By Nicole Cushing
Reviewed by Karl Wolff
This book is messed up. I say that with the highest praise. Mr. Suicide by Nicole Cushing is the story of teenage kid living in suburban Louisville, Kentucky. He endures the emotional and psychological abuse from his fundamentalist Christian mother. With an absentee father and a stay-at-home brother, the kid retreats into his mind as a means of escape. One day a voice starts talking to him. The voice calls himself Mr. Suicide and occasionally insists the kid kill himself. He can’t stand living at home, he’s bullied at school, and his grades are slipping. Unfortunately for Mr. Suicide, the kid remains a stubborn target.
What follows is the story of the kid growing older, waiting until he can move out. Written in second person, the story constantly forces you to confront the ugly, jagged realities the kid has to endure. Writing in second person is a risky gambit that pays off. It reminds me a lot of Nic Kelman’s girls: A Paean, also written in second person. The novel perspective doesn’t give the reader distance from the subject, creating a claustrophobic intensity. Nicole Cushing’s novel is like diving into someone’s unalloyed id. Slowly and methodically, the kid goes from being troubled to developing into a full-fledged psychopath.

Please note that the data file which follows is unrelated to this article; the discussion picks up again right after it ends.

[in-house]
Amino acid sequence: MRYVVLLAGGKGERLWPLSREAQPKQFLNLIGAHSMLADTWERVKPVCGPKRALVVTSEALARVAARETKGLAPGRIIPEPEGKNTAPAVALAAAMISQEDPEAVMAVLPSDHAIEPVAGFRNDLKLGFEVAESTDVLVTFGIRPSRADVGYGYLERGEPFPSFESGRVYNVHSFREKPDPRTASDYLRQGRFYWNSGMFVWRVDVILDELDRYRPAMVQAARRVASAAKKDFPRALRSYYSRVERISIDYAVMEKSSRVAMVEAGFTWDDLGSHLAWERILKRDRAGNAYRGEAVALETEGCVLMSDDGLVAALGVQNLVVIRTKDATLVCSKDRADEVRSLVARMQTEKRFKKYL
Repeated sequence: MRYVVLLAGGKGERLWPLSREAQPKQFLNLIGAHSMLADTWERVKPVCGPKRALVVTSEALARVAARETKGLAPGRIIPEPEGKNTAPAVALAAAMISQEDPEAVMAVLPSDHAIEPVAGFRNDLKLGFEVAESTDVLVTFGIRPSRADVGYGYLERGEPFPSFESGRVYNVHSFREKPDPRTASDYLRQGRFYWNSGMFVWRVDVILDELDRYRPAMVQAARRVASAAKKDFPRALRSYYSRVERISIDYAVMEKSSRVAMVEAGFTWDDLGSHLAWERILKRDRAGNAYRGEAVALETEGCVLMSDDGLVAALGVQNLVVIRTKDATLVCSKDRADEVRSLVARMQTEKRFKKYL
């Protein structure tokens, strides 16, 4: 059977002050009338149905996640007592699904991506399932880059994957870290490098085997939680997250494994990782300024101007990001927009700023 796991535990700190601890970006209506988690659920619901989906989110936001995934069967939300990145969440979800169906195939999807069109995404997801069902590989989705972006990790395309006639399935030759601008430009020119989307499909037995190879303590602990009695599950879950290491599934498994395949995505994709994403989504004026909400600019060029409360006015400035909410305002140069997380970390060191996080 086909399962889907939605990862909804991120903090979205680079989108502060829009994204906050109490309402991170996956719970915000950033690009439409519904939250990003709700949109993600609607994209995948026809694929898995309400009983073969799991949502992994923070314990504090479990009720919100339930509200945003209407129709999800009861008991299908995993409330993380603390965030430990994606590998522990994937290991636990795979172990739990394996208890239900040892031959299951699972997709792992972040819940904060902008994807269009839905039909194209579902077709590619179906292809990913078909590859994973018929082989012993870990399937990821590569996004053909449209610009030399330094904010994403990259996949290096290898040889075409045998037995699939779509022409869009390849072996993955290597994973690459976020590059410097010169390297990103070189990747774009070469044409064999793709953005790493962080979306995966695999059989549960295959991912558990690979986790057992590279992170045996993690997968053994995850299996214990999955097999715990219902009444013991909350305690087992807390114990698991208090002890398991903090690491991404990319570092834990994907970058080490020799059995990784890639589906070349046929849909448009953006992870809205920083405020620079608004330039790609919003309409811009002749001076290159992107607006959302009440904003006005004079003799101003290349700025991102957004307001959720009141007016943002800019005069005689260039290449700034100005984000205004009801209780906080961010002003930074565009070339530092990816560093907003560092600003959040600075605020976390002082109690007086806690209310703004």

And he’s not likable. At all. But good writing isn’t about creating likable characters and writing what you know. Yet the kid’s story is compelling. He also has a lot of valuable insights, even if he is an emotionally stunted, violence-prone little bastard. As he reaches rock bottom in the high school pecking order, he becomes acutely aware of what he calls The Ladder. He sees it in people going to work as well. He wants nothing to do with it. This book reads like a demonic love-child of Jean Paul Sartre’s Nausea and Jim Thompson’s The Killer Inside Me. Unlike Dexter Morgan, who followed Harry’s Code and killed bad guys, this kid makes no qualms with his contempt for middle-class proprieties, Christian morality, and basic hygiene.
As the book progresses, it takes on aspects of a quest narrative with Lovecraftian overtones. The kid shucks off the seductions of Mr. Suicide and becomes enamored with The Great Dark Mouth. I won’t spoil the details, but an otherwise garden variety extreme horror novel meanders into the insanity-inducing labyrinth of cosmic horror.
Out of 10/9.0